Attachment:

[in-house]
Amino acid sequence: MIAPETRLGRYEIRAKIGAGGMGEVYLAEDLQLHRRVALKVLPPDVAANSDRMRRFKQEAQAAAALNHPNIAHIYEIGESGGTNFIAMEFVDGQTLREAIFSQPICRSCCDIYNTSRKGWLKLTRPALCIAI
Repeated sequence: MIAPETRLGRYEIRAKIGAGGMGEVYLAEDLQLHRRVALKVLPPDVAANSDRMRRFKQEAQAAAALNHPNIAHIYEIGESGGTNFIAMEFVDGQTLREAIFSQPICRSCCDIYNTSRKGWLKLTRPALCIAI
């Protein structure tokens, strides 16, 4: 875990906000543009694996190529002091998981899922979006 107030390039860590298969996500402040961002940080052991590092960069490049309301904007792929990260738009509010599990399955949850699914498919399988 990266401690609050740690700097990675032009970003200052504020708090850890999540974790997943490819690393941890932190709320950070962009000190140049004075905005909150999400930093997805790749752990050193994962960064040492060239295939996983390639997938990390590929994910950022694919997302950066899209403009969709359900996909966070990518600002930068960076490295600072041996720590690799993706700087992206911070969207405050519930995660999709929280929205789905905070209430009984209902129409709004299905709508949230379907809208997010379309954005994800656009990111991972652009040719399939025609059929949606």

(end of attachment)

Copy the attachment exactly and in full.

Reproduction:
[in-house]
Amino acid sequence: MIAPETRLGRYEIRAKIGAGGMGEVYLAEDLQLHRRVALKVLPPDVAANSDRMRRFKQEAQAAAALNHPNIAHIYEIGESGGTNFIAMEFVDGQTLREAIFSQPICRSCCDIYNTSRKGWLKLTRPALCIAI
Repeated sequence: MIAPETRLGRYEIRAKIGAGGMGEVYLAEDLQLHRRVALKVLPPDVAANSDRMRRFKQEAQAAAALNHPNIAHIYEIGESGGTNFIAMEFVDGQTLREAIFSQPICRSCCDIYNTSRKGWLKLTRPALCIAI
């Protein structure tokens, strides 16, 4: 875990906000543009694996190529002091998981899922979006 107030390039860590298969996500402040961002940080052991590092960069490049309301904007792929990260738009509010599990399955949850699914498919399988 990266401690609050740690700097990675032009970003200052504020708090850890999540974790997943490819690393941890932190709320950070962009000190140049004075905005909150999400930093997805790749752990050193994962960064040492060239295939996983390639997938990390590929994910950022694919997302950066899209403009969709359900996909966070990518600002930068960076490295600072041996720590690799993706700087992206911070969207405050519930995660999709929280929205789905905070209430009984209902129409709004299905709508949230379907809208997010379309954005994800656009990111991972652009040719399939025609059929949606």